When Jesse goes looking for Jim Cummins he introduces himself as "Dick Turpin". Dick Turpin, a legendary English rogue and highway robber of the 1730s, was romanticized in English ballads and popular theatre of the 18th and 19th century. Dick Liddil introduces himself as "Matt Collins", which is actually a play on the name of Liddil's wife, Mattie Collins.

Garret Dillahunt was originally set to play Robert Ford's brother, due to his striking resemblance to Casey Affleck, but due to a TV commitment, Dillahunt was given a smaller role and Sam Rockwell replaced his original part.

Although the film had two production designers (Patricia Norris and Richard Hoover), only one name was allowed to be listed in the credits. Because of this, both decided to go uncredited.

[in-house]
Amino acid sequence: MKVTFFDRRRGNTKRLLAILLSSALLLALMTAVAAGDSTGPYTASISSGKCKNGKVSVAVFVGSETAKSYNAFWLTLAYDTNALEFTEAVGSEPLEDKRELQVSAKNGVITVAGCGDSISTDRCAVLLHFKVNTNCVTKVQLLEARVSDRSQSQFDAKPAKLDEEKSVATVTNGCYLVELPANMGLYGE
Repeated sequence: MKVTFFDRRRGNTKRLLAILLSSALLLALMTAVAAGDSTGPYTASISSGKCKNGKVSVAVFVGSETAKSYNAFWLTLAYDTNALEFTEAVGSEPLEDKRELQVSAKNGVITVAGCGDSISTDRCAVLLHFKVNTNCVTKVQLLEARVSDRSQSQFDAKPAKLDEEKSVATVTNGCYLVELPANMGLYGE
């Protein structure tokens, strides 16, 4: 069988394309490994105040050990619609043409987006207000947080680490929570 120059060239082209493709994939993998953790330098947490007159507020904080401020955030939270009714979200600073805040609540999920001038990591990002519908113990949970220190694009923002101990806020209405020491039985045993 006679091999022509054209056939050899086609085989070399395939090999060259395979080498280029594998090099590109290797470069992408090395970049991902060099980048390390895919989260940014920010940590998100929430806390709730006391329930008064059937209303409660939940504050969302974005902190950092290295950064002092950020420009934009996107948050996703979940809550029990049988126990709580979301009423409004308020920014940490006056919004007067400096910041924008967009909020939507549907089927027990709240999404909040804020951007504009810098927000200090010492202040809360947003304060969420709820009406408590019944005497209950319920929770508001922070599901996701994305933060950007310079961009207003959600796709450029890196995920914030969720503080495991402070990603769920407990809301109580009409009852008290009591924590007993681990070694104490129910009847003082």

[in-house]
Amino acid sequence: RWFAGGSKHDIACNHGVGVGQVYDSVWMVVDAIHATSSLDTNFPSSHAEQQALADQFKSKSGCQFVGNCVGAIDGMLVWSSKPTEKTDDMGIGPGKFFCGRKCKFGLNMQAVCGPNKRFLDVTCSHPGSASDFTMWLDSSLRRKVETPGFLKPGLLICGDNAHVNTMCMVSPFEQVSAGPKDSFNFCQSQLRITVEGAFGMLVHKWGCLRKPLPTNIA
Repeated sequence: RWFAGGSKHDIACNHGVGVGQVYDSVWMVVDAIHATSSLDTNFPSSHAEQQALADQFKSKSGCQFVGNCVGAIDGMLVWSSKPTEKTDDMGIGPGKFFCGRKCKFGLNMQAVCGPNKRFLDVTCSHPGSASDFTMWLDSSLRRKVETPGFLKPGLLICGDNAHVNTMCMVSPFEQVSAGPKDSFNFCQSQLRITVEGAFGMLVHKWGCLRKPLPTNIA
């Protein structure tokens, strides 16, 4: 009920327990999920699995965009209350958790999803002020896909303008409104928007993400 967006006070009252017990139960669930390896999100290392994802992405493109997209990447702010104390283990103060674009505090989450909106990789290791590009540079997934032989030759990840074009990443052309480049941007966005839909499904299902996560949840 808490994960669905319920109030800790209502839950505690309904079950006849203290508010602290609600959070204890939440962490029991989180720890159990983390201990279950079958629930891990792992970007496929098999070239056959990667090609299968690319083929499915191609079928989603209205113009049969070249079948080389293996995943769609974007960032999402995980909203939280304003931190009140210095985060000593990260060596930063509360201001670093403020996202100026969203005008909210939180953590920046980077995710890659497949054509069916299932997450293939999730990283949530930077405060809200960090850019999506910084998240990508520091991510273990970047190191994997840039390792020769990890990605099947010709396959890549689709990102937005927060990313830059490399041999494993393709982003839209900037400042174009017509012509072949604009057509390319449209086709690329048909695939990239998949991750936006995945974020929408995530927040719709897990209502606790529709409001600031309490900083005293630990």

The town of Creede, Colorado was recreated in Alberta at a cost of $1 million.

Though there were ADR sessions, not a single line of replacement dialog ended up in the final film - highly unusual for a studio film, especially one as location driven as this.

The poem that Frank James (Sam Shepard) quietly recites to himself early in the film before the train sequence is called "Sonnet 62" by William Shakespeare.

The original unedited screenplay was 132 pages long, but the final version was reduced down to 102 pages.

The revolver Jesse James gives to Robert Ford is an 1875/1878 Smith and Wesson Model 3, Schofield .45 caliber with single-action, top-break and auto-eject. The first pistol to use a large caliber and auto-eject. It was famously used by other 'gunslingers' such as Pat Garrett and John Wesley Hardin.

The foreign passenger in the train-robbery early in the movie speaks Danish. He says "jeg har ingen penge" (I have no money) and "jeg taler ikke engelsk" (I don't speak English).